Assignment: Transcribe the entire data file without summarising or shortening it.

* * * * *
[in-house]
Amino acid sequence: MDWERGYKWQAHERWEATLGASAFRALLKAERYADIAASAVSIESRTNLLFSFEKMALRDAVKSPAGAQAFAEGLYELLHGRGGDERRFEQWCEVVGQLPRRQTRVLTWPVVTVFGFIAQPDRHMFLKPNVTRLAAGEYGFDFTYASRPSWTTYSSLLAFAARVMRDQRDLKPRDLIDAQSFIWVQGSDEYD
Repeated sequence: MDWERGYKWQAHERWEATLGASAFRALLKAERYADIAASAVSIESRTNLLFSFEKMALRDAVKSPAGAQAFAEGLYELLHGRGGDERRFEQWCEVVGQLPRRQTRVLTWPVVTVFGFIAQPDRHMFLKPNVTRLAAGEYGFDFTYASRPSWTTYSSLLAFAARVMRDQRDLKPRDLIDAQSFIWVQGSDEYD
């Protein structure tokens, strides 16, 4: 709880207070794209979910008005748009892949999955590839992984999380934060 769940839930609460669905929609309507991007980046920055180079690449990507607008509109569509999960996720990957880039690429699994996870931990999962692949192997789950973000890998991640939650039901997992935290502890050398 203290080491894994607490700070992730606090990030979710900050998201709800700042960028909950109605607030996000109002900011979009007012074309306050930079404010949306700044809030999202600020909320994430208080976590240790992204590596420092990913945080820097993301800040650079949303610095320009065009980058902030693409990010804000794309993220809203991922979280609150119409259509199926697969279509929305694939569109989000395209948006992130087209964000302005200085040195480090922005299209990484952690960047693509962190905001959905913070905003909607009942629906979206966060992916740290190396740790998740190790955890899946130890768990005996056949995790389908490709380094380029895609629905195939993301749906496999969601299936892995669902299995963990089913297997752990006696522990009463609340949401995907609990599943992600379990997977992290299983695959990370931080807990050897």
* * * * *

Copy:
[in-house]
Amino acid sequence: MDWERGYKWQAHERWEATLGASAFRALLKAERYADIAASAVSIESRTNLLFSFEKMALRDAVKSPAGAQAFAEGLYELLHGRGGDERRFEQWCEVVGQLPRRQTRVLTWPVVTVFGFIAQPDRHMFLKPNVTRLAAGEYGFDFTYASRPSWTTYSSLLAFAARVMRDQRDLKPRDLIDAQSFIWVQGSDEYD
Repeated sequence: MDWERGYKWQAHERWEATLGASAFRALLKAERYADIAASAVSIESRTNLLFSFEKMALRDAVKSPAGAQAFAEGLYELLHGRGGDERRFEQWCEVVGQLPRRQTRVLTWPVVTVFGFIAQPDRHMFLKPNVTRLAAGEYGFDFTYASRPSWTTYSSLLAFAARVMRDQRDLKPRDLIDAQSFIWVQGSDEYD
């Protein structure tokens, strides 16, 4: 709880207070794209979910008005748009892949999955590839992984999380934060 769940839930609460669905929609309507991007980046920055180079690449990507607008509109569509999960996720990957880039690429699994996870931990999962692949192997789950973000890998991640939650039901997992935290502890050398 203290080491894994607490700070992730606090990030979710900050998201709800700042960028909950109605607030996000109002900011979009007012074309306050930079404010949306700044809030999202600020909320994430208080976590240790992204590596420092990913945080820097993301800040650079949303610095320009065009980058902030693409990010804000794309993220809203991922979280609150119409259509199926697969279509929305694939569109989000395209948006992130087209964000302005200085040195480090922005299209990484952690960047693509962190905001959905913070905003909607009942629906979206966060992916740290190396740790998740190790955890899946130890768990005996056949995790389908490709380094380029895609629905195939993301749906496999969601299936892995669902299995963990089913297997752990006696522990009463609340949401995907609990599943992600379990997977992290299983695959990370931080807990050897």